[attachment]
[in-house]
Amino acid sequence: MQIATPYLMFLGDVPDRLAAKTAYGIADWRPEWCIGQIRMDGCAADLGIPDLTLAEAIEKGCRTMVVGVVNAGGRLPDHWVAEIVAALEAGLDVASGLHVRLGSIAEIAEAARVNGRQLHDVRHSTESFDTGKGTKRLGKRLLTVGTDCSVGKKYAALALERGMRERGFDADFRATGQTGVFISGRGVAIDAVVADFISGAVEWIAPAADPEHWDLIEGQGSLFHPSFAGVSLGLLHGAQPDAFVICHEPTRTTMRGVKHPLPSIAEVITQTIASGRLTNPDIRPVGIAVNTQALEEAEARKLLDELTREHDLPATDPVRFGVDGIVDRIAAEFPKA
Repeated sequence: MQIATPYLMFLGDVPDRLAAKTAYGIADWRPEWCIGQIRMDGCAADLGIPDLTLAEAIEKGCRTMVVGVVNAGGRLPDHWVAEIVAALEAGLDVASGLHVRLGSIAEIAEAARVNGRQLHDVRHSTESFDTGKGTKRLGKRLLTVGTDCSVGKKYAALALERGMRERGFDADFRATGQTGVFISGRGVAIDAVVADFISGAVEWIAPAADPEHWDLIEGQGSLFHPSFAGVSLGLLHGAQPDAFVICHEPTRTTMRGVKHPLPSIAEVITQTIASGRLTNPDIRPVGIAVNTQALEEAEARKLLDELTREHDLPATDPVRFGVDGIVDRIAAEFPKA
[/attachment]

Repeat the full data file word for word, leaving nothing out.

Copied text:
[in-house]
Amino acid sequence: MQIATPYLMFLGDVPDRLAAKTAYGIADWRPEWCIGQIRMDGCAADLGIPDLTLAEAIEKGCRTMVVGVVNAGGRLPDHWVAEIVAALEAGLDVASGLHVRLGSIAEIAEAARVNGRQLHDVRHSTESFDTGKGTKRLGKRLLTVGTDCSVGKKYAALALERGMRERGFDADFRATGQTGVFISGRGVAIDAVVADFISGAVEWIAPAADPEHWDLIEGQGSLFHPSFAGVSLGLLHGAQPDAFVICHEPTRTTMRGVKHPLPSIAEVITQTIASGRLTNPDIRPVGIAVNTQALEEAEARKLLDELTREHDLPATDPVRFGVDGIVDRIAAEFPKA
Repeated sequence: MQIATPYLMFLGDVPDRLAAKTAYGIADWRPEWCIGQIRMDGCAADLGIPDLTLAEAIEKGCRTMVVGVVNAGGRLPDHWVAEIVAALEAGLDVASGLHVRLGSIAEIAEAARVNGRQLHDVRHSTESFDTGKGTKRLGKRLLTVGTDCSVGKKYAALALERGMRERGFDADFRATGQTGVFISGRGVAIDAVVADFISGAVEWIAPAADPEHWDLIEGQGSLFHPSFAGVSLGLLHGAQPDAFVICHEPTRTTMRGVKHPLPSIAEVITQTIASGRLTNPDIRPVGIAVNTQALEEAEARKLLDELTREHDLPATDPVRFGVDGIVDRIAAEFPKA